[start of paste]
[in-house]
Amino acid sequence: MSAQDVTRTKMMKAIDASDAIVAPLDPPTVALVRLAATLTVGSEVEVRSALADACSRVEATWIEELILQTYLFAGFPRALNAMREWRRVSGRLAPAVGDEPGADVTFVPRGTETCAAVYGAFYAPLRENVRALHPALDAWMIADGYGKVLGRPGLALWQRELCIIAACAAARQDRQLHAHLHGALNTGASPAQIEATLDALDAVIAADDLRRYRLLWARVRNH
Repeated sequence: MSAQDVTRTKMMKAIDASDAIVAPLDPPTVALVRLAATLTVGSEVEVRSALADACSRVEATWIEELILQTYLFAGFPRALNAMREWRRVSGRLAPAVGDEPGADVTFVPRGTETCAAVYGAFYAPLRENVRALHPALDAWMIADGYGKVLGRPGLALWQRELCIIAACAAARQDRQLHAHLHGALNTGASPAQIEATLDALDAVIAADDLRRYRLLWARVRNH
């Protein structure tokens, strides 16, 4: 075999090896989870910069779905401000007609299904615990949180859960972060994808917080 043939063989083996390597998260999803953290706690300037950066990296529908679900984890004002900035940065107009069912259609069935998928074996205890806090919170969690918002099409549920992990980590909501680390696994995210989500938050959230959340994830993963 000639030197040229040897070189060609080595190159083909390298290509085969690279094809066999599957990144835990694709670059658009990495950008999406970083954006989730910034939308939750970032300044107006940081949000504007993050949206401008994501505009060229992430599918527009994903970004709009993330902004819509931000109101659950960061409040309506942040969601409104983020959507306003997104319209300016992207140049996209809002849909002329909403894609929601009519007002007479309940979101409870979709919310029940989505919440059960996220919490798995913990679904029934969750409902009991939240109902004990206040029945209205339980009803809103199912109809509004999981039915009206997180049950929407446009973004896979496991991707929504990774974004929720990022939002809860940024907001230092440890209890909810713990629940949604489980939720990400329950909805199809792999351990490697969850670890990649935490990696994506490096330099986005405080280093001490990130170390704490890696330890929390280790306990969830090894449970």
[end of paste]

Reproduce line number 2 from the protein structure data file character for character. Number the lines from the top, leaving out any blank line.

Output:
Amino acid sequence: MSAQDVTRTKMMKAIDASDAIVAPLDPPTVALVRLAATLTVGSEVEVRSALADACSRVEATWIEELILQTYLFAGFPRALNAMREWRRVSGRLAPAVGDEPGADVTFVPRGTETCAAVYGAFYAPLRENVRALHPALDAWMIADGYGKVLGRPGLALWQRELCIIAACAAARQDRQLHAHLHGALNTGASPAQIEATLDALDAVIAADDLRRYRLLWARVRNH